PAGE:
OECD Regional Development Working Papers

2073-7009 (en ligne)
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Working papers from the Regional Development Policy Division of the OECD cover a full range of topics including regional statistics and analysis, urban governance and economics, rural governance and economics, and multi-level governance. Depending on the programme of work, the papers can cover specific topics such as regional innovation and networks, the determinants of regional growth or fiscal consolidation at the sub-national level.

The Role of Incentives in Co-operation Failures You or your institution have access to this content

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David Bartolini1
Author Affiliations
  • 1: OCDE, France

27 mai 2013
Bibliographic information

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There are many situations where the best outcome is reached through co-operation and co-ordination of agents’ actions. Although this is the best collective outcome, economic agents may fail to implement such co-operative strategy. The reason for this failure may be lack of information about the gains from co-operation, or lack of capacity to implement the co-operative strategy. The present work focuses on two obstacles to co-operation that are linked with the incentives of the economic agents, and that are present even when the problems of information and capacity are taken care off. The two obstacles are the incentive to free ride and the strategic risk. The former stems from the possibility of obtaining gains without paying the associated costs (which are incurred by the agents that decide to co-operate); the latter is the risk of being the only one (or among the few) that acts co-operatively, so that the agent pays the costs but obtains less than what it would be feasible had other agents decided to co-operate. In this setting, using a game theoretical approach, we distinguish several cases of co-operation failures according to the relevance of those two obstacles. The analysis is then applied to contractual design and financial incentives. The overall message is the importance of identifying the source of co-operation failure in order to devise an effective policy to induce co-operation. It may not be enough to tell people (and institutions) that they should co-operate because it is in their interest, it is necessary to identify the incentives that shape agents’ decisions and are responsible for co-operation failures.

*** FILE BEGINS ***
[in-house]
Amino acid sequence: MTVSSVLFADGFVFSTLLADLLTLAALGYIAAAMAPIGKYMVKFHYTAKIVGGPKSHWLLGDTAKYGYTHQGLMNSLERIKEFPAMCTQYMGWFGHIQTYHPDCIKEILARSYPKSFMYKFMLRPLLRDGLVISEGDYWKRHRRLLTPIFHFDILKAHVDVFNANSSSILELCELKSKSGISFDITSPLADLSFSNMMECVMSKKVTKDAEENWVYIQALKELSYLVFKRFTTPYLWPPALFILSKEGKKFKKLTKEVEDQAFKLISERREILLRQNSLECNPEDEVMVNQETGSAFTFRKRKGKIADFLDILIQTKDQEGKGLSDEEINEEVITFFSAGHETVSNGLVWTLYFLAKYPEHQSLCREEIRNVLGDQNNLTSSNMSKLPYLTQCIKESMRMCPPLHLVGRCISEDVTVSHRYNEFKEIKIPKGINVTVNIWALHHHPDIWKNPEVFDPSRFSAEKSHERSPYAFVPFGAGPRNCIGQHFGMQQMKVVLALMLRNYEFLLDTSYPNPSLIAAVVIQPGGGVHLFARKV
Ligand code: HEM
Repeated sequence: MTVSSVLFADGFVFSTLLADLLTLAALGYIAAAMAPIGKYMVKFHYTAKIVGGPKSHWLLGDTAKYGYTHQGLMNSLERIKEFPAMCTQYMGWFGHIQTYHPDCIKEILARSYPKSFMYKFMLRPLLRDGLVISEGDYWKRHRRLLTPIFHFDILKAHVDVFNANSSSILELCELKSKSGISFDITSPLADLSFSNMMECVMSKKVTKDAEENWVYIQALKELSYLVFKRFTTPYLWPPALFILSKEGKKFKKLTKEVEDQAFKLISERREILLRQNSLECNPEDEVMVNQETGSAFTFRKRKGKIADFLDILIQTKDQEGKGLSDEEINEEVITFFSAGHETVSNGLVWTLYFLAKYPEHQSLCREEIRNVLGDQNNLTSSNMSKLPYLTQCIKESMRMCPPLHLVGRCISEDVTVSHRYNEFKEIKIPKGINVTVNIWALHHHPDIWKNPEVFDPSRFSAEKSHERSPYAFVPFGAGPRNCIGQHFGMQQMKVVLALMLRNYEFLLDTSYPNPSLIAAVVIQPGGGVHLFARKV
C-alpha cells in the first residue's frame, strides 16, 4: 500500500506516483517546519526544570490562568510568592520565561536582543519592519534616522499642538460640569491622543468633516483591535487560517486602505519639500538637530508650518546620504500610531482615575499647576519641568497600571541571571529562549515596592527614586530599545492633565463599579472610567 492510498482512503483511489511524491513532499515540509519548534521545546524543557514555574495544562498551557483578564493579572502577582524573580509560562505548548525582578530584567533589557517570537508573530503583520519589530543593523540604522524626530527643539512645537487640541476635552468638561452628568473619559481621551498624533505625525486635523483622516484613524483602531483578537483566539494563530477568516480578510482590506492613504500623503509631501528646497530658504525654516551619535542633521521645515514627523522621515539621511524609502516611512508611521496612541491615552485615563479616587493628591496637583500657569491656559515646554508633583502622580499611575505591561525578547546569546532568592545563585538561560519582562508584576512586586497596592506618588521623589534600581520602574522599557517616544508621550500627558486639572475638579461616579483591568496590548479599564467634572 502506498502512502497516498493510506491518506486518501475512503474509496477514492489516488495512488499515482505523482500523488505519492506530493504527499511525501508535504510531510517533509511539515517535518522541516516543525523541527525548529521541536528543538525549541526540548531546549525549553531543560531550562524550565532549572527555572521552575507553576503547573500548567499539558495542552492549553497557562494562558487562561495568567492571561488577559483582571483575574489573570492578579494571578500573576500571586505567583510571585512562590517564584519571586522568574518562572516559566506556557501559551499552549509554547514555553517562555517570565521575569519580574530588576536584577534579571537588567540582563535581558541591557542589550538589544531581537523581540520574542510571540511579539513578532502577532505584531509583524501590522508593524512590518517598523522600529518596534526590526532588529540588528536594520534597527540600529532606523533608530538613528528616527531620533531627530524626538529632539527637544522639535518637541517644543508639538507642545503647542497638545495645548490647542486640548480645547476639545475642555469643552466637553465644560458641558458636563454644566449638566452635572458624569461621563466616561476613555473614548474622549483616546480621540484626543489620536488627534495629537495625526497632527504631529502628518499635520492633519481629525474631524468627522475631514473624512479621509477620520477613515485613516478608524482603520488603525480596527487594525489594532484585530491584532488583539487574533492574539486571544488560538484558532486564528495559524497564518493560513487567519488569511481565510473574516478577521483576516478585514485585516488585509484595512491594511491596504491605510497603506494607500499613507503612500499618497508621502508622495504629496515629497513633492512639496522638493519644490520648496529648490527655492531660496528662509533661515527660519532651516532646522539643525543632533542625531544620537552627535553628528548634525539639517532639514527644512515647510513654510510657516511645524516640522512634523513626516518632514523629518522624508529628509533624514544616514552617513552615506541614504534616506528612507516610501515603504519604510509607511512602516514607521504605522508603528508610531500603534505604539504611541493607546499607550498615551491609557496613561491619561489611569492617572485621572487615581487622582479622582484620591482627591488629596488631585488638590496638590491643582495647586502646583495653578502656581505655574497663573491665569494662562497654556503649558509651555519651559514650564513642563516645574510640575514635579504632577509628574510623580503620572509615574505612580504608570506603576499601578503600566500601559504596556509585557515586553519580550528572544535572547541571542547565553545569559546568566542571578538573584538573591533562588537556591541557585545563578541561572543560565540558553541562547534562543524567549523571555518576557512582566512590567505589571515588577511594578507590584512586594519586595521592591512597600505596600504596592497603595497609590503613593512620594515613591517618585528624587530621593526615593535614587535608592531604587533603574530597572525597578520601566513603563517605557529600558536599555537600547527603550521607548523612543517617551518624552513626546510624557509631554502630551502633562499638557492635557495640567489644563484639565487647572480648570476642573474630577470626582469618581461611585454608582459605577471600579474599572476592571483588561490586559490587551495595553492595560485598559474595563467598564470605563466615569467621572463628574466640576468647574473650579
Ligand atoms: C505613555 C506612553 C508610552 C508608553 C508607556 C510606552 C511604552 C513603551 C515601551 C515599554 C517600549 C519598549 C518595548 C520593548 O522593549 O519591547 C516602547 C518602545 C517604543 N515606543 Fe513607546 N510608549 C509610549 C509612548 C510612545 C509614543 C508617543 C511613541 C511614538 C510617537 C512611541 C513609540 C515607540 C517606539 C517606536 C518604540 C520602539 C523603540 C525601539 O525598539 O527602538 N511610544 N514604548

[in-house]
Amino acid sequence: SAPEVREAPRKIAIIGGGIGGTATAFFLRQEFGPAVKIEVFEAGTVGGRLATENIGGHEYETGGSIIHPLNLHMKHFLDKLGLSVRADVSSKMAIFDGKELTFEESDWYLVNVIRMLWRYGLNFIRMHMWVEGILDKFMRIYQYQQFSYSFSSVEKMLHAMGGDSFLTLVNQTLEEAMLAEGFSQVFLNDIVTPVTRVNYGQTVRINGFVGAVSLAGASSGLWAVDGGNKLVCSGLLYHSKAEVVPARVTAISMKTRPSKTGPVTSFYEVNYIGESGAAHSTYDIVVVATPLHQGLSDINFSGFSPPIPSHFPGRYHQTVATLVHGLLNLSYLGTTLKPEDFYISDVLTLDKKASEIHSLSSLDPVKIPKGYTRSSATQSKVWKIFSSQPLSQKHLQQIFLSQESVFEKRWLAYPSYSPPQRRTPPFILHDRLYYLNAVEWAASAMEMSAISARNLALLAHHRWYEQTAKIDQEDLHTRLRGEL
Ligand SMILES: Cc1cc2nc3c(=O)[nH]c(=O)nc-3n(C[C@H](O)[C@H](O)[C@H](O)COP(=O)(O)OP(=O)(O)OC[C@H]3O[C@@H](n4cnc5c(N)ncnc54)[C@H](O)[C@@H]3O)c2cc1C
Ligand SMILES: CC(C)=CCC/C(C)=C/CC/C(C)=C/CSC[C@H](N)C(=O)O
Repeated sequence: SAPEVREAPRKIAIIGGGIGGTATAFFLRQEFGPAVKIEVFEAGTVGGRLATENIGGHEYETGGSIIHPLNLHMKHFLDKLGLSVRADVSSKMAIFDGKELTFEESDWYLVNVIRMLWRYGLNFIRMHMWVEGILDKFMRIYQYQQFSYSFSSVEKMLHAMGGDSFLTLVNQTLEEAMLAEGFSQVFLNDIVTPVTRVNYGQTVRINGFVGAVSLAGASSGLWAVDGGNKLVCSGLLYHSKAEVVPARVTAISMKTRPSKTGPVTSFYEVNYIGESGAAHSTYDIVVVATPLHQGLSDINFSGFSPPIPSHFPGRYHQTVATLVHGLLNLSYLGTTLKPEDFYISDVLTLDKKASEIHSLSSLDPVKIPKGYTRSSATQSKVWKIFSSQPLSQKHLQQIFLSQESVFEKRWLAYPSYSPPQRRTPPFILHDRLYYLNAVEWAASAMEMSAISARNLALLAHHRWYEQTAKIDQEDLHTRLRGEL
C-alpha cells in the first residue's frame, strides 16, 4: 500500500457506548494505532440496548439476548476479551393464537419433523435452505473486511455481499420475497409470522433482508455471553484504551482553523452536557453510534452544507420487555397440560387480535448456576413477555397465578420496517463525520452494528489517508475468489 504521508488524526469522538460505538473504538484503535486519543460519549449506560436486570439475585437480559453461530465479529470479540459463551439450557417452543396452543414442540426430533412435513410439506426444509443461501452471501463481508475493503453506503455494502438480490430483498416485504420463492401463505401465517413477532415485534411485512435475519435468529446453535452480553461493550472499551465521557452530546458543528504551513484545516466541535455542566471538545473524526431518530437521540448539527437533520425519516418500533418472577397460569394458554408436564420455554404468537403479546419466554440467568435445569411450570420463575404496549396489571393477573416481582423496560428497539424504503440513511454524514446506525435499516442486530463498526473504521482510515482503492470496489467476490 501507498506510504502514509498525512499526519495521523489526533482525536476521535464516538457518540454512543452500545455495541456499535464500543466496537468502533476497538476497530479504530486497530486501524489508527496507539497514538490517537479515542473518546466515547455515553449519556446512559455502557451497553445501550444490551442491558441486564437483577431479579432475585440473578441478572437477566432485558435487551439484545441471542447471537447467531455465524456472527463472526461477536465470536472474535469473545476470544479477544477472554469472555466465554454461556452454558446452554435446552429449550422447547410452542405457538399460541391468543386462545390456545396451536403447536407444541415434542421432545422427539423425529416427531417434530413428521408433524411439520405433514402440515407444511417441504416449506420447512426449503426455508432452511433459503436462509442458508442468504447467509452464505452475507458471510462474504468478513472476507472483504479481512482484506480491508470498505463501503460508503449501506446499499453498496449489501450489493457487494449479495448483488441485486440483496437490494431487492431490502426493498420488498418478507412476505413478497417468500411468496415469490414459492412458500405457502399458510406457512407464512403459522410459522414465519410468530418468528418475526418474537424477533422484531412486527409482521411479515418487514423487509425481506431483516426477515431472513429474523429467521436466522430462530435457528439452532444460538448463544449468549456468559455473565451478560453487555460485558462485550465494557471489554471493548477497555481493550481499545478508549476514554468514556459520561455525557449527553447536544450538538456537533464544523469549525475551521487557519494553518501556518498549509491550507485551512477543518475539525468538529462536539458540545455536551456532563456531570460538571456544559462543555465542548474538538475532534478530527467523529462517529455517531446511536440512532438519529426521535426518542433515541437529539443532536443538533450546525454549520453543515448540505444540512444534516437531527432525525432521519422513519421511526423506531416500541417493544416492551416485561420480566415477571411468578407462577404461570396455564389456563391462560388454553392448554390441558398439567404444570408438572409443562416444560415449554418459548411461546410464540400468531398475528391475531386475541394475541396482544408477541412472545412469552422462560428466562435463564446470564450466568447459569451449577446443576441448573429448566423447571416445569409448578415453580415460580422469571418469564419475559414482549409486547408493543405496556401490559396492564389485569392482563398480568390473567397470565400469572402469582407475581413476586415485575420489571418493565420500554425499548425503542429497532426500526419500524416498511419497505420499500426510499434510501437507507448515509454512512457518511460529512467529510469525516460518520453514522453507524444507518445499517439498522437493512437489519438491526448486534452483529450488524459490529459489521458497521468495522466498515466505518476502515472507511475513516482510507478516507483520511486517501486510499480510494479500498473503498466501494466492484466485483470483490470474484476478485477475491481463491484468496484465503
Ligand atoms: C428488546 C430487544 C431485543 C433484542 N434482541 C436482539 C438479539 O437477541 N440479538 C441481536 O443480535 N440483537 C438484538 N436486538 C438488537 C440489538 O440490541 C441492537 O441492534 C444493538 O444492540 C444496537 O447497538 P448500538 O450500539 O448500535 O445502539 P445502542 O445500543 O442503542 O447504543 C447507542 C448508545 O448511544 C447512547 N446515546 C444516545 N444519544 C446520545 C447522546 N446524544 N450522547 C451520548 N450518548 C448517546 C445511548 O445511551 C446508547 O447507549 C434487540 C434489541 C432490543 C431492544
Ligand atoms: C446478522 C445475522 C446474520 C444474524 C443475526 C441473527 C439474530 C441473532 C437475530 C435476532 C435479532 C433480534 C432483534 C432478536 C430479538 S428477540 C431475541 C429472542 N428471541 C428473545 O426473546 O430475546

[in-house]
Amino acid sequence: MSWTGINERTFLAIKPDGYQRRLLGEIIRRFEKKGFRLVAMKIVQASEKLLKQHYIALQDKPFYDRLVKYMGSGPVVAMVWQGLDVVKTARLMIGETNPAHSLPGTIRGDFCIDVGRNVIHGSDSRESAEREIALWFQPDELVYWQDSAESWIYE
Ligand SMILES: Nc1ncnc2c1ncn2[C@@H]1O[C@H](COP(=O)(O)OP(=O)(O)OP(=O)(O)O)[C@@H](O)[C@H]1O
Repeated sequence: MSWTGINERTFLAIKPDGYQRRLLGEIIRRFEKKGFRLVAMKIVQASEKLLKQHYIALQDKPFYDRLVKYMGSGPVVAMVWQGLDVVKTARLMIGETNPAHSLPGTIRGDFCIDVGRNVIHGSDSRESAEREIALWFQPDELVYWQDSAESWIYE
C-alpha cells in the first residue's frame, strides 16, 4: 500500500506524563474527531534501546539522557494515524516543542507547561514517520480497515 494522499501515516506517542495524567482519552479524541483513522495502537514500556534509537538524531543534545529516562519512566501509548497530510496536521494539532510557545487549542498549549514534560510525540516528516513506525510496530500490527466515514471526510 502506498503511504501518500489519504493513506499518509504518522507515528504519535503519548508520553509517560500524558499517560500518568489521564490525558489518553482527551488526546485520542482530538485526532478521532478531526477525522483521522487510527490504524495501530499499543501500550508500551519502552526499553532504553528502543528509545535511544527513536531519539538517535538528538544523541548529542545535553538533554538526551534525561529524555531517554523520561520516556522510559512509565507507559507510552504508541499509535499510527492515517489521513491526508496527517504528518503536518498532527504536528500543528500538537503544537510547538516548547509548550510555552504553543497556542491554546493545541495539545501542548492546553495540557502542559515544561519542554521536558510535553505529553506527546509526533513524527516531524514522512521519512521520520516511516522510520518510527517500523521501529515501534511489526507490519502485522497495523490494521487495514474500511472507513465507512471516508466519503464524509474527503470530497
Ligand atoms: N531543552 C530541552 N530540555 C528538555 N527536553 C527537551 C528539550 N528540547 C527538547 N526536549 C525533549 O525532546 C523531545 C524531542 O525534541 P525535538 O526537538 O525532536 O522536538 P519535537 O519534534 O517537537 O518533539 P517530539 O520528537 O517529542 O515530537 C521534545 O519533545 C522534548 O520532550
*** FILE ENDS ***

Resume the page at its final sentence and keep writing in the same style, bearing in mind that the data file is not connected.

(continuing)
game theory, co-operation and co-ordination failure, economic incentives
Classification JEL:
  • C70: Mathematical and Quantitative Methods / Game Theory and Bargaining Theory / General
  • C72: Mathematical and Quantitative Methods / Game Theory and Bargaining Theory / Noncooperative Games
  • D86: Microeconomics / Information, Knowledge, and Uncertainty / Economics of Contract: Theory